Question to Ask the Workplace Doctors about promotion: My boss wants to keep me and said a raise will come with an eventual promotion (but I don’t know when that will be).
I’ve been in my current job coming to a year. I like my team (we’re HR), my colleagues, company and I love my work. Very often, I’m the one who takes on more assignments, projects and helps out in areas which should, by normal circumstances, be other people’s work. I had interviewed for a Senior Executive job but was offered a Manager’s role, but paid at an Executive level.
Recently, I realized from talks with recruiters and peers that my pay is actually more than 40% below what the market is paying for a HR Manager. I spoke to my boss on this, and was told that I was being paid equitably. That made me rather upset. I am taking on a title which with it comes responsibilities including making decisions. Very often I am making decisions for other managers who earn far more than I earn, have similar level of experience, but do not need to commit to that type of responsibility.
My boss wants to keep me and said a raise will come with an eventual promotion (but I don’t know when that will be). How should I proposition to her that for the role I am doing RIGHT NOW, I am already being UNDERPAID? I am feeling very depressed and am wondering should I just go look for another job elsewhere that will pay me my market rate.
Signed, Underpaid Hard Worker
Dear Underpaid Hard Worker:
I forwarded your question to Dan Kearney, a Human Resources Manager who has worked for large and smaller companies. His advice is: “You don’t tell me the industry, location or job title – so I have no way of knowing what the mean, median, upper or lower ranges are for your salary/job title. However, this point is not relevant.
“You took this job with certain expectations (that it would become a Senior Exec position) but you took a manager’s position at a lower rate. You agreed to this, so now you have to perform those tasks at that rate of pay. If you don’t like this position then I’d say “Start looking” because you are only going to become disgruntled and eventually lose your job. Have you received an evaluation yet? If not, get one. That should give you a clue as to what your next step should be.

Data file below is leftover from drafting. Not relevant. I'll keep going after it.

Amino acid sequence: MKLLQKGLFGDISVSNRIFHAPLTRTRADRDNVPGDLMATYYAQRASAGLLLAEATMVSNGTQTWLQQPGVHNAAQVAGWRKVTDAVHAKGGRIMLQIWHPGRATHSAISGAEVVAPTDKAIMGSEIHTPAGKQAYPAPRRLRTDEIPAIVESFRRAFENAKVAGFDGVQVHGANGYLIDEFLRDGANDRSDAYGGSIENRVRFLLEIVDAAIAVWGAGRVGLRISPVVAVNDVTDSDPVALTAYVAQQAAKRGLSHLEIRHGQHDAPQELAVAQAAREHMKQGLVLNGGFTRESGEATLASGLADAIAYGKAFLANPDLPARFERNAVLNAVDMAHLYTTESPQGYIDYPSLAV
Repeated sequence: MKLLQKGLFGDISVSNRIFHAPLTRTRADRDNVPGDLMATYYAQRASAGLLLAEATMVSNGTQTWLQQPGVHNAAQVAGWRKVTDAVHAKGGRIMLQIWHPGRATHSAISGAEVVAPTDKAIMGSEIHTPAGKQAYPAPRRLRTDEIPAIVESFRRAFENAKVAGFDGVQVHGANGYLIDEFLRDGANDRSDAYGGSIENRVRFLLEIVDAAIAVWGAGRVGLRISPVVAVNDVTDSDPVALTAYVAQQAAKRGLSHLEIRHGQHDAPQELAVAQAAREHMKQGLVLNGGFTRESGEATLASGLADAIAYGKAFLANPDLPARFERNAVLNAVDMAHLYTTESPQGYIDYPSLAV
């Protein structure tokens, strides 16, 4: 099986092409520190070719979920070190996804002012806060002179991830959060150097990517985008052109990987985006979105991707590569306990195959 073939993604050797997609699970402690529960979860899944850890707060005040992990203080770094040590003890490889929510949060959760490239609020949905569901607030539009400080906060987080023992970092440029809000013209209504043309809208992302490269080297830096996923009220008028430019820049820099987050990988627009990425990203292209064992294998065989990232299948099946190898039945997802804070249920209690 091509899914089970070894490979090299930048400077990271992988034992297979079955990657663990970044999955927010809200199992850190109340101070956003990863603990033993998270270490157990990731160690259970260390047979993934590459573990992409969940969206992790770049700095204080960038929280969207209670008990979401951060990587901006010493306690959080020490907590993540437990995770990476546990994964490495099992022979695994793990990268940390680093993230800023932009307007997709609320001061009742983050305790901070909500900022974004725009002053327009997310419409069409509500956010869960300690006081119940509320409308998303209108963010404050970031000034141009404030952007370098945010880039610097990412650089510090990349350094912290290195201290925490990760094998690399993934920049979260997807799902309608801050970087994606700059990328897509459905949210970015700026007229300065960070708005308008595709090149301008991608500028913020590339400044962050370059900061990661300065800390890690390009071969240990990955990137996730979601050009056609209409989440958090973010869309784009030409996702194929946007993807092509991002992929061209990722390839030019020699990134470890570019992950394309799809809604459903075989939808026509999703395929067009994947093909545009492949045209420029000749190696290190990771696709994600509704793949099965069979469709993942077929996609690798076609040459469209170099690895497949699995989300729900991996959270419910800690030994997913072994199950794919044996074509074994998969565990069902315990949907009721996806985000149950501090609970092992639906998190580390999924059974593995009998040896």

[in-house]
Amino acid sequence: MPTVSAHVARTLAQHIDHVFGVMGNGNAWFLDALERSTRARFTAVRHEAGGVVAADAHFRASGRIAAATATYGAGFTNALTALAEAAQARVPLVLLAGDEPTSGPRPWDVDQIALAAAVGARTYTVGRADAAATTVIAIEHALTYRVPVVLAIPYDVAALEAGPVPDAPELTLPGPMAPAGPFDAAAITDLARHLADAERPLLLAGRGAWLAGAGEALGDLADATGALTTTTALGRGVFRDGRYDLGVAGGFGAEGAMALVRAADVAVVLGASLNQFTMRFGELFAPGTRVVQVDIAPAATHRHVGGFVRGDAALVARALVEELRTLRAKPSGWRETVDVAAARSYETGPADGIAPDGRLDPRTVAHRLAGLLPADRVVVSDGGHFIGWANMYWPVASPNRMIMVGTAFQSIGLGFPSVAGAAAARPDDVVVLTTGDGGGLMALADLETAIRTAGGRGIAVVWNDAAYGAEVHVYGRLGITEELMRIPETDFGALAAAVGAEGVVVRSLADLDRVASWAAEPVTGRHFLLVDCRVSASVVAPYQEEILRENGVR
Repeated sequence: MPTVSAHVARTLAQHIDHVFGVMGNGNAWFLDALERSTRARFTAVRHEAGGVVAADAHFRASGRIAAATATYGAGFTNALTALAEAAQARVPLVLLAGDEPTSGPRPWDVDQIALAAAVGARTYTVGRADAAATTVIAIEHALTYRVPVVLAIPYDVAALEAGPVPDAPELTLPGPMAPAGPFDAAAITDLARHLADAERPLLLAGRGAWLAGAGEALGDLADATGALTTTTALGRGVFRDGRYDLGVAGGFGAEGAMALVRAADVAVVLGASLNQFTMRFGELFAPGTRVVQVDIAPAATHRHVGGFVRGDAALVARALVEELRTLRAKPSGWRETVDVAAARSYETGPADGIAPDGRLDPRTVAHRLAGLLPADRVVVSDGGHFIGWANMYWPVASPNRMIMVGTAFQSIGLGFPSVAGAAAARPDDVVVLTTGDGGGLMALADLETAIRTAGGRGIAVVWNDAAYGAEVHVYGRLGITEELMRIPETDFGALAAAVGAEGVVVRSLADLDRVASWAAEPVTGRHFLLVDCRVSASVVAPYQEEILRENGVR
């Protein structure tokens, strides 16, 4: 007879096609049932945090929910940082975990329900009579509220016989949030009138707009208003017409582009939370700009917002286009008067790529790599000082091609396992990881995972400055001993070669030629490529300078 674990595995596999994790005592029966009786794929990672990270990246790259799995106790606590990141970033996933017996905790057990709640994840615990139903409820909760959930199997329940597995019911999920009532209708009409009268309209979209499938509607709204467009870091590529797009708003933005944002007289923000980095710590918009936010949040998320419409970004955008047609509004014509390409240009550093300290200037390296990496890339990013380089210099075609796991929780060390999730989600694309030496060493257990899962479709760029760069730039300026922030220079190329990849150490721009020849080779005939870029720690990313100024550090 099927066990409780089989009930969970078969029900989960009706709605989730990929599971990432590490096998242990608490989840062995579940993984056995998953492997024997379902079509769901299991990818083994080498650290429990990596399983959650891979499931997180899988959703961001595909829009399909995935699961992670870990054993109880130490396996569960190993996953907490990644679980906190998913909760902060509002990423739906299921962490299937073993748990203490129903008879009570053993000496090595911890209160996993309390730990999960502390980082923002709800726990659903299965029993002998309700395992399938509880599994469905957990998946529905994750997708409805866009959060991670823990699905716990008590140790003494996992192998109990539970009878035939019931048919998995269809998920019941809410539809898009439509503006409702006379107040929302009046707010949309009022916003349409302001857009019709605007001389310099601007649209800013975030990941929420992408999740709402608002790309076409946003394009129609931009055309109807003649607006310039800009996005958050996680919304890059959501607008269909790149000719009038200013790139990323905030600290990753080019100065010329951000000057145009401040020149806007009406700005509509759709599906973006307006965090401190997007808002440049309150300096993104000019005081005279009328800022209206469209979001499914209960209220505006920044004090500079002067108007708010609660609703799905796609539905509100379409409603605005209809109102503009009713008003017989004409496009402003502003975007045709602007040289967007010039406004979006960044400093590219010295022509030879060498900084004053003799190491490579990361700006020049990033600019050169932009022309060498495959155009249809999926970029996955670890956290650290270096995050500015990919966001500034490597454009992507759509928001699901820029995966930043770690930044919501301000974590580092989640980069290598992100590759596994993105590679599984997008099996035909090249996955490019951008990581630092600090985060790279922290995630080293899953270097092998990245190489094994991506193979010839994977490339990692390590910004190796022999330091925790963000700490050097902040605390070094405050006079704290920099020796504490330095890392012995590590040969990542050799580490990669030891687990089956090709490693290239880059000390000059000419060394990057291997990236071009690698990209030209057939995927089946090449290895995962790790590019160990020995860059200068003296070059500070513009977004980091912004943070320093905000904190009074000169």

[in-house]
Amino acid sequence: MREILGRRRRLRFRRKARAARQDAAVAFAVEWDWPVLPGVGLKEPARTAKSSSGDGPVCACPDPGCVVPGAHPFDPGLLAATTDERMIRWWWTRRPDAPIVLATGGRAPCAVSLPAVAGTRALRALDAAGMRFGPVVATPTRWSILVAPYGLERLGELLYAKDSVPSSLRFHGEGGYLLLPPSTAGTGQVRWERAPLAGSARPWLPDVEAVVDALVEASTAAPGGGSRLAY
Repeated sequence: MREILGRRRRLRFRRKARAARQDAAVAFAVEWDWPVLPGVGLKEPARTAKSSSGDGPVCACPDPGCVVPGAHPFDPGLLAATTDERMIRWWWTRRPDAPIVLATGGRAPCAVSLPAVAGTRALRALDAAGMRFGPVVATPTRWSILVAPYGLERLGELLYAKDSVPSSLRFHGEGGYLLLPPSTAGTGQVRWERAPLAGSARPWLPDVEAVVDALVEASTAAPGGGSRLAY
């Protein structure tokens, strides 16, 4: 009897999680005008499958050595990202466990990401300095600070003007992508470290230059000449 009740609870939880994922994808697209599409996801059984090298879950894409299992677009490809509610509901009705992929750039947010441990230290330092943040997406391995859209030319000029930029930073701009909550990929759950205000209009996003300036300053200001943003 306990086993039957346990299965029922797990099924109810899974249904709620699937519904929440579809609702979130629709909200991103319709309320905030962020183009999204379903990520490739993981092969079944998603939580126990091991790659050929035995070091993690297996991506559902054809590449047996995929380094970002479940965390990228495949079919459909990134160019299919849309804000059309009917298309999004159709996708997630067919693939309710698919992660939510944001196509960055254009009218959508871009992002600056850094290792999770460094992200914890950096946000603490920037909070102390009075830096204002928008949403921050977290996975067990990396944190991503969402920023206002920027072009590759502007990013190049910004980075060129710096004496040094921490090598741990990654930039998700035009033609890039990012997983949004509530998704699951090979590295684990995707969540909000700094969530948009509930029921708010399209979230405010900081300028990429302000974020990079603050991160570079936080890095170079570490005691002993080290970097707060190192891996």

“The hard fact is that a substantial pay increase most frequently comes with career moves. You must weigh if the position you now hold and like is adequately compensated.”
Or as Dan suggests “start looking”. We will welcome an update in light of what you elect to do. I trust that you will find satisfaction in developing the work of your firm now and then will appreciate shaping the direction of your career. As you know money, unless seriously inadequate to support you, is not the most important factor in a job. Working together with hands, head, and heart takes and makes big WEGOS; that is the real payoff.
The kind of “caring” you describe up front in this query that is what matters.
Follow Up: Thanks very much for your advice. I guess it came at the right time, when I’m really feeling demoralized and wondering how to go on my daily work professionally and unaffected. I guess WEGOS is the way to continue doing this. I am talking to recruiters on the side, but no matter how things turn out I am grateful for my work and I intend to continue doing my best until…whatever happens.